The Army is trying to keep pace with the latest fashion, but not change the image of the tradition-bound organization.
Dreadlocks and nail polish on males are out, as is dyed hair of flamboyant colors, such as purple, blue, pink and fire-engine red. But a male’s shaved head is in, as are a woman’s braids and cornrows.
The new guidelines were recently published on an Army Web site in anticipation that Army Secretary Thomas White will give final approval in the coming months.
“Obviously, times change and the Army changes with the times,” said Martha Rudd, an Army spokeswoman at the Pentagon. “Because it is a conservative organization, it does not change rapidly. There are some changes society makes the Army will probably not do.”
Miss Rudd said that in some cases the draft regulations are authorizing styles already accepted in the field. Examples: cornrows and a man’s shaven head.
“Since the regulations were published in 1992, it’s become more in the mainstream of how males look,” she said. “So they felt it necessary to mention. If you want to shave your head, that’s OK.”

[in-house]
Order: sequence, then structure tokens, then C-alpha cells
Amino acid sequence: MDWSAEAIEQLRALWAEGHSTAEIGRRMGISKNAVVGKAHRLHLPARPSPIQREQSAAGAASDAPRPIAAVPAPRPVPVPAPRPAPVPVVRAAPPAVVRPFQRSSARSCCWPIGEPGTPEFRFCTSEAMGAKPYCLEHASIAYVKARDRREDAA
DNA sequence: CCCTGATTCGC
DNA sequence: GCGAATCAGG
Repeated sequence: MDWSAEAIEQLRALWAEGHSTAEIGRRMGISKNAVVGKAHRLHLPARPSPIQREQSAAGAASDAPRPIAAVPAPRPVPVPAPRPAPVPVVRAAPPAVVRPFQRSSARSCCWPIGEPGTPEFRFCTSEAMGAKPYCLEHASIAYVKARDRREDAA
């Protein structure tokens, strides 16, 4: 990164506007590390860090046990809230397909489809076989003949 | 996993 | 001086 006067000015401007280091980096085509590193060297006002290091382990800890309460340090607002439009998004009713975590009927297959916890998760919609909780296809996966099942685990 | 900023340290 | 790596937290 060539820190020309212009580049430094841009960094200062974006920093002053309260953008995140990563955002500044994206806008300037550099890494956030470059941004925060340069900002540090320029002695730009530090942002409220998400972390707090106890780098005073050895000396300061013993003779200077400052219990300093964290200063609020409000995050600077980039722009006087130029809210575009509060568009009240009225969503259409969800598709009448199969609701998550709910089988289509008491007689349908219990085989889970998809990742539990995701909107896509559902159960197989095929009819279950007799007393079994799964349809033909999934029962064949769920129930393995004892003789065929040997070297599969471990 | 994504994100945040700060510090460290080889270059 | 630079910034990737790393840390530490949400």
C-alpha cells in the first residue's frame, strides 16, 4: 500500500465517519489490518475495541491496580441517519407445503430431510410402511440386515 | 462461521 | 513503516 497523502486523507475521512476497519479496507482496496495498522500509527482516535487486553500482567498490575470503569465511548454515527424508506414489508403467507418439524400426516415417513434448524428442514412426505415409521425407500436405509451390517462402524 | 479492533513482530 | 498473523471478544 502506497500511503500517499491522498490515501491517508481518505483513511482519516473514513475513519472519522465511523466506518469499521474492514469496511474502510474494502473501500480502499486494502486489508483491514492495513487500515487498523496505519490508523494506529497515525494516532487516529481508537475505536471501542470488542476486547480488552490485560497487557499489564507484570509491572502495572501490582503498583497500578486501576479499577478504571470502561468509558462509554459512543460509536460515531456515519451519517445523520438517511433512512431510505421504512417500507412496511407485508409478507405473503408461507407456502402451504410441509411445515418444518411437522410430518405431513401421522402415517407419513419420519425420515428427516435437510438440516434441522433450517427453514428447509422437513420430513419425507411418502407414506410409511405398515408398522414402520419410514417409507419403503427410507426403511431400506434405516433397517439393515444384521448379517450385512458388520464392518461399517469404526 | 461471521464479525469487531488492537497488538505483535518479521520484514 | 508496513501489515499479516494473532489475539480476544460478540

In the case of dreadlocks, the Army already outlaws such a long hairstyle on men and women.
The Army does not rely solely on written regulations to guide soldiers. Master Sgt. Kittie Messman is sort of a full-time fashion adviser at the Pentagon, telling individual soldiers what they can and cannot wear.
“We don’t want to rob people of their individuality,” Sgt. Messman told the Army News Service. “But the Army has never professed to be a leader in fashion. Our goal is to create a conservative, professional image and some of the more trendy styles will not accomplish that goal.”
Among other uniform policy changes:
Males must keep fingernails trimmed to the tip of the finger. Females must maintain nails no longer than 1/4-inch from the fingertip. Two-tone or multitone manicures and nail designs are prohibited.
Tinted or colored contact lenses, or contacts that change the shape of the iris, are prohibited. The only approved contacts are opaque lenses when prescribed for eye injuries and clear, vision-correcting lenses.
Soldiers can wear either a cellular phone or pager with the uniform in the performance of official duties.
“The regulations has to change with time,” Sgt. Messman said. “If not, we’ll still be wearing uniforms from the Civil War.”